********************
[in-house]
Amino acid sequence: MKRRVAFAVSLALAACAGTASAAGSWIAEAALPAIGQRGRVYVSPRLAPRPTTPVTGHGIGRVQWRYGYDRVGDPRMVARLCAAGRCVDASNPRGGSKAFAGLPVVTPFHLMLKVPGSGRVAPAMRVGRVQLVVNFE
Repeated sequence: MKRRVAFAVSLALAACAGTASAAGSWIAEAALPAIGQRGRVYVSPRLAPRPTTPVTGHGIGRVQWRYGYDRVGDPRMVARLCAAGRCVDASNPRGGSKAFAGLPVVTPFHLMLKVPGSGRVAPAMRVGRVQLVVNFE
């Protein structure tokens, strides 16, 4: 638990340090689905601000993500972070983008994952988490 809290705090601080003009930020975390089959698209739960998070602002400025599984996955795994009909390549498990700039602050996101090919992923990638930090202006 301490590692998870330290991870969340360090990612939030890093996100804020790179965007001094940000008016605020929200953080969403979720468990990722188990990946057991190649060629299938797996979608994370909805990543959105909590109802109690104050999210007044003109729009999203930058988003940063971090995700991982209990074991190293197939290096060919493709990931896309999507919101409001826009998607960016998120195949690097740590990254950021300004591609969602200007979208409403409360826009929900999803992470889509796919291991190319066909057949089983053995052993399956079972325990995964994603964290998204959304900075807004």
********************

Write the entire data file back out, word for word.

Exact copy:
[in-house]
Amino acid sequence: MKRRVAFAVSLALAACAGTASAAGSWIAEAALPAIGQRGRVYVSPRLAPRPTTPVTGHGIGRVQWRYGYDRVGDPRMVARLCAAGRCVDASNPRGGSKAFAGLPVVTPFHLMLKVPGSGRVAPAMRVGRVQLVVNFE
Repeated sequence: MKRRVAFAVSLALAACAGTASAAGSWIAEAALPAIGQRGRVYVSPRLAPRPTTPVTGHGIGRVQWRYGYDRVGDPRMVARLCAAGRCVDASNPRGGSKAFAGLPVVTPFHLMLKVPGSGRVAPAMRVGRVQLVVNFE
């Protein structure tokens, strides 16, 4: 638990340090689905601000993500972070983008994952988490 809290705090601080003009930020975390089959698209739960998070602002400025599984996955795994009909390549498990700039602050996101090919992923990638930090202006 301490590692998870330290991870969340360090990612939030890093996100804020790179965007001094940000008016605020929200953080969403979720468990990722188990990946057991190649060629299938797996979608994370909805990543959105909590109802109690104050999210007044003109729009999203930058988003940063971090995700991982209990074991190293197939290096060919493709990931896309999507919101409001826009998607960016998120195949690097740590990254950021300004591609969602200007979208409403409360826009929900999803992470889509796919291991190319066909057949089983053995052993399956079972325990995964994603964290998204959304900075807004």